4. You will want to  have copies to swap with other poets. This will happen a lot, and it’s a good way to start, establish, or continue a friendship with a fellow poet. Giving is always good, and swapping is even better.
  5. You will also want to have copies to give to some one you like or appreciate or to give to a poet you admire. Maybe you will meet someone and have a good time with them. A good end to that good time is to give them a copy of your book, but only if it comes up in conversation that you have a book. (You shouldn’t just randomly give them a book. That’s awkward.) You will also want to give copies to those teachers you admire or who stimulated you or supported you. I do. It feels so good. I think those teachers appreciate it, too, since they get to see something for all the time they put in. They will be happy. And most important, you will want to send copies to those poets who you admire and that shaped and affected your poetry. W. S. Merwin and William Heyen have copies of all my books. (Also, you can give a copy to someone you want to impress. Like someone you are attracted to and want to win over.)
  6. You will want to have copies to give to family members. Sure the family should be supportive and purchase copies, but, hey, it’s your family. They love you. They support your enough already. Give them a copy. (The same holds true for close friends.)
  7. Your publisher may or may not send out review copies of your book. If they do, there may be some places you can think of that they did not. Perhaps there is a journal you frequently appear in. They might want to see a copy of your book. Since they published you a lot, they must like your poetry. Thus, they are a good place to hope for a review. Or maybe you know a reviewer, so you should send them a copy. Really, you just want to get your book out there. You want as many people to read your book as you can. Your poems want to change and/or save lives.
  8. This following reason is probably the most important  reason: You will want to have copies to sell after the publisher is sold out. Most likely there will only be one print run, so get as many copies as you can to last you for the rest of your life because the book will most likely never be printed again. In other words – HOARD. You’ll thank me for this when your seventy and you want to give a copy of your first book to someone who you currently don’t even know exists.

Here’s some additional advice. If you win a contest, use at least half the prize money to purchase copies for all the reasons above. Plus, at this rate, they are free because you’ve got all this new, unexpected money.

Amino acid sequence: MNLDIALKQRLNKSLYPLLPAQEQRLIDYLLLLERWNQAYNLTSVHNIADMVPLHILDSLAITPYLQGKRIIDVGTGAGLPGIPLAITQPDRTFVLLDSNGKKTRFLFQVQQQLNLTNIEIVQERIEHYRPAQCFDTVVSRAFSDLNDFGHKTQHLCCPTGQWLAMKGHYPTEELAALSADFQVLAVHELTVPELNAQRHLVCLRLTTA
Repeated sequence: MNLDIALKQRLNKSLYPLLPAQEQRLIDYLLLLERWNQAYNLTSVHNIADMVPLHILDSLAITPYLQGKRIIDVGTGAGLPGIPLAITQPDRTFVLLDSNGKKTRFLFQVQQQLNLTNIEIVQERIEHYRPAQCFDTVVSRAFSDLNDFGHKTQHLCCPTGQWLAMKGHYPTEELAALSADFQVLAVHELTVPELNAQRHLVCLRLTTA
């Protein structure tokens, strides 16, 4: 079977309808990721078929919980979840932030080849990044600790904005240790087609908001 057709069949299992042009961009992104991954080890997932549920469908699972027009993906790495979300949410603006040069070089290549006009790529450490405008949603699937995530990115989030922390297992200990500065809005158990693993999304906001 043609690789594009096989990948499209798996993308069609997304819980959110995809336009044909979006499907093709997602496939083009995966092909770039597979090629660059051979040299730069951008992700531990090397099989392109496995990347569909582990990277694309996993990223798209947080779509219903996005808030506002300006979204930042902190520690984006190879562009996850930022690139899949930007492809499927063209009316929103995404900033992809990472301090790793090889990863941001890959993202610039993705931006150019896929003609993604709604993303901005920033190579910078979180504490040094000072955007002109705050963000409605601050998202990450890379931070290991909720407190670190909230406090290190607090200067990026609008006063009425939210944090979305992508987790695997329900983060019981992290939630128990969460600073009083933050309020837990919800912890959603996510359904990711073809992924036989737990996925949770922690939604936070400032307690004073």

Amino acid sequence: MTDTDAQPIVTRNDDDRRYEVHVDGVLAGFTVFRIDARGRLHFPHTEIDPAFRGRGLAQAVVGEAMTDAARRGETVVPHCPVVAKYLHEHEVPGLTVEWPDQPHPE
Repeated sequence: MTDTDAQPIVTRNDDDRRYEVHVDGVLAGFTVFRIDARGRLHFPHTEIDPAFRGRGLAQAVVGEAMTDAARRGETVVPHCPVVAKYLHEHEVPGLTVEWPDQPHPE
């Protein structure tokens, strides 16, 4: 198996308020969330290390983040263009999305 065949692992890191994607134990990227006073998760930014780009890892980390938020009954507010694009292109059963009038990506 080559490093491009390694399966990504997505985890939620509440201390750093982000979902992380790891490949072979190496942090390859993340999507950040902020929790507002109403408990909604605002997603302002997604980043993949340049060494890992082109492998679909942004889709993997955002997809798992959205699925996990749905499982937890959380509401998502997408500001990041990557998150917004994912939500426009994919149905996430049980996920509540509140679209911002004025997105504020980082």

Basically, it comes to down to supporting and sharing. And when your older, it will come down to sentimentality. Your children might want copies. And if you are successful, so will some biographer. But, basically, you will want to hold the book in your hands. If you are like me, you will want all of your books on display at your funeral. At my funeral, I’ll have all my books on display and each issue of Redactions on display. It will be my opus. People will be able to see what I created and left behind.

No one is too big for this advice.//

17
Jan
12

Happy 70th Birthday Muhammad Ali – A Tribute in Songs

Here are some tribute songs for The Greatest on his 70th.

Sir Mark Rice – Muhammad Ali

Trio Madjesi – 8ieme Round

Jorge Ben – Cassius Marcellus Clay

The People’s Choice – Best Ever & Muhammad Ali

Eddie Curtis – The Louisville Lip

Dennis Alcapone – Cassius Clay & Joe Frazier (Round 2)

Dermot Kelly – Muhammad Ali – The Ballad

The Alcoves – The Ballad of Muhammad Ali

Orchestra G.O. Malembo – Foreman Ali Welcome To Kinshasa

Big Youth – Foreman vs. Frazier

Don Convay – Rumble in the Jungle

Tom Russell – Rumble in the Jungle

Rope-a-Dope

The Quotes

David Jordan – “My Destiny” – A Tribute

Much of this can be found on Hits & Misses.//




The Cave (Winner of The Bitter Oleander Press Library of Poetry Book Award for 2013.)

The Cave

Poems for an Empty Church

Poems for an Empty Church

The Oldest Stone in the World

The Oldest Stone in the Wolrd

Henri, Sophie, & The Hieratic Head of Ezra Pound: Poems Blasted from the Vortex

Henri, Sophie, & The Hieratic Head of Ezra Pound: Poems Blasted from the Vortex

Pre-Dew Poems

Pre-Dew Poems

Negative Time

Negative Time

After Malagueña

After Malagueña